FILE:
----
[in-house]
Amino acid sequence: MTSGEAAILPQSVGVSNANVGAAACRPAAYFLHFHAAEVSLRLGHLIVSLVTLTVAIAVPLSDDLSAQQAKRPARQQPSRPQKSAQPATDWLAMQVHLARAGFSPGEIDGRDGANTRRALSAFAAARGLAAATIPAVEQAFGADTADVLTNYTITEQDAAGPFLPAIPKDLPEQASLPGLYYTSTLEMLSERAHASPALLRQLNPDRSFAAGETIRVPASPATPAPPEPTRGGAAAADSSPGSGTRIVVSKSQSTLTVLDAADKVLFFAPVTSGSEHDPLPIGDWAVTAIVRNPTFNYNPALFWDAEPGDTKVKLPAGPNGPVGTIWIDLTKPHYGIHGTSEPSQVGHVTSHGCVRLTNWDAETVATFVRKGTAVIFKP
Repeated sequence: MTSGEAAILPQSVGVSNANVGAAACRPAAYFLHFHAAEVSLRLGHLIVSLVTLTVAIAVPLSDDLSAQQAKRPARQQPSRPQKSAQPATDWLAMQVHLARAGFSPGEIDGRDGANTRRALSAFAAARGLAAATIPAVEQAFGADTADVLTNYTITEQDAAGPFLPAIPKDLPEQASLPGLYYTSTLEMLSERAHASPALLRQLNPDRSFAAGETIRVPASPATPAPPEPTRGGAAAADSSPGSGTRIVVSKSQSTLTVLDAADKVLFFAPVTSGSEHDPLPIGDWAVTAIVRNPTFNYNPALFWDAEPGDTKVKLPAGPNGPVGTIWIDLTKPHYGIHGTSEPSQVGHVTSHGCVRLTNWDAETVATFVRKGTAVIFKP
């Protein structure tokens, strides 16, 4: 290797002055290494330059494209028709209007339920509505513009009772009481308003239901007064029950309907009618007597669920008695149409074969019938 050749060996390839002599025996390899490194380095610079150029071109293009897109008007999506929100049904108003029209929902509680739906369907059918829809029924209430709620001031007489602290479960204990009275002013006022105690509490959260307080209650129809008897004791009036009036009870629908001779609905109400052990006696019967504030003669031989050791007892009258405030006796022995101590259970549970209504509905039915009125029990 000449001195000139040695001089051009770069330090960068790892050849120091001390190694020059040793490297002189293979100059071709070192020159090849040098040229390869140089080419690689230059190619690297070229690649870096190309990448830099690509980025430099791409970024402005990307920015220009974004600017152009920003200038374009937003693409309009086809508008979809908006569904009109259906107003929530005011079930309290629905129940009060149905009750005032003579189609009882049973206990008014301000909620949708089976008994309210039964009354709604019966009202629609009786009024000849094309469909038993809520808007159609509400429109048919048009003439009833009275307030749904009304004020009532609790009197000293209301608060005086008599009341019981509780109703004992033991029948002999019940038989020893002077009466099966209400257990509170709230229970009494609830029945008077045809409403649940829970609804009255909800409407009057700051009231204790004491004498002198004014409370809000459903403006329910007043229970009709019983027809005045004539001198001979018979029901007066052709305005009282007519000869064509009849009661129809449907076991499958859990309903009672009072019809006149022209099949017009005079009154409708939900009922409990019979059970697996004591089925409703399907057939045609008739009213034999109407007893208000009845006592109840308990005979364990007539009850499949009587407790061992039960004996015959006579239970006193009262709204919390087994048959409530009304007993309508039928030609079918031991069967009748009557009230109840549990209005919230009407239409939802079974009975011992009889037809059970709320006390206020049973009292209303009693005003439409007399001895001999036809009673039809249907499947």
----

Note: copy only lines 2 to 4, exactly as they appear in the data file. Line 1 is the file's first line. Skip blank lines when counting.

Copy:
Amino acid sequence: MTSGEAAILPQSVGVSNANVGAAACRPAAYFLHFHAAEVSLRLGHLIVSLVTLTVAIAVPLSDDLSAQQAKRPARQQPSRPQKSAQPATDWLAMQVHLARAGFSPGEIDGRDGANTRRALSAFAAARGLAAATIPAVEQAFGADTADVLTNYTITEQDAAGPFLPAIPKDLPEQASLPGLYYTSTLEMLSERAHASPALLRQLNPDRSFAAGETIRVPASPATPAPPEPTRGGAAAADSSPGSGTRIVVSKSQSTLTVLDAADKVLFFAPVTSGSEHDPLPIGDWAVTAIVRNPTFNYNPALFWDAEPGDTKVKLPAGPNGPVGTIWIDLTKPHYGIHGTSEPSQVGHVTSHGCVRLTNWDAETVATFVRKGTAVIFKP
Repeated sequence: MTSGEAAILPQSVGVSNANVGAAACRPAAYFLHFHAAEVSLRLGHLIVSLVTLTVAIAVPLSDDLSAQQAKRPARQQPSRPQKSAQPATDWLAMQVHLARAGFSPGEIDGRDGANTRRALSAFAAARGLAAATIPAVEQAFGADTADVLTNYTITEQDAAGPFLPAIPKDLPEQASLPGLYYTSTLEMLSERAHASPALLRQLNPDRSFAAGETIRVPASPATPAPPEPTRGGAAAADSSPGSGTRIVVSKSQSTLTVLDAADKVLFFAPVTSGSEHDPLPIGDWAVTAIVRNPTFNYNPALFWDAEPGDTKVKLPAGPNGPVGTIWIDLTKPHYGIHGTSEPSQVGHVTSHGCVRLTNWDAETVATFVRKGTAVIFKP
């Protein structure tokens, strides 16, 4: 290797002055290494330059494209028709209007339920509505513009009772009481308003239901007064029950309907009618007597669920008695149409074969019938 050749060996390839002599025996390899490194380095610079150029071109293009897109008007999506929100049904108003029209929902509680739906369907059918829809029924209430709620001031007489602290479960204990009275002013006022105690509490959260307080209650129809008897004791009036009036009870629908001779609905109400052990006696019967504030003669031989050791007892009258405030006796022995101590259970549970209504509905039915009125029990 000449001195000139040695001089051009770069330090960068790892050849120091001390190694020059040793490297002189293979100059071709070192020159090849040098040229390869140089080419690689230059190619690297070229690649870096190309990448830099690509980025430099791409970024402005990307920015220009974004600017152009920003200038374009937003693409309009086809508008979809908006569904009109259906107003929530005011079930309290629905129940009060149905009750005032003579189609009882049973206990008014301000909620949708089976008994309210039964009354709604019966009202629609009786009024000849094309469909038993809520808007159609509400429109048919048009003439009833009275307030749904009304004020009532609790009197000293209301608060005086008599009341019981509780109703004992033991029948002999019940038989020893002077009466099966209400257990509170709230229970009494609830029945008077045809409403649940829970609804009255909800409407009057700051009231204790004491004498002198004014409370809000459903403006329910007043229970009709019983027809005045004539001198001979018979029901007066052709305005009282007519000869064509009849009661129809449907076991499958859990309903009672009072019809006149022209099949017009005079009154409708939900009922409990019979059970697996004591089925409703399907057939045609008739009213034999109407007893208000009845006592109840308990005979364990007539009850499949009587407790061992039960004996015959006579239970006193009262709204919390087994048959409530009304007993309508039928030609079918031991069967009748009557009230109840549990209005919230009407239409939802079974009975011992009889037809059970709320006390206020049973009292209303009693005003439409007399001895001999036809009673039809249907499947």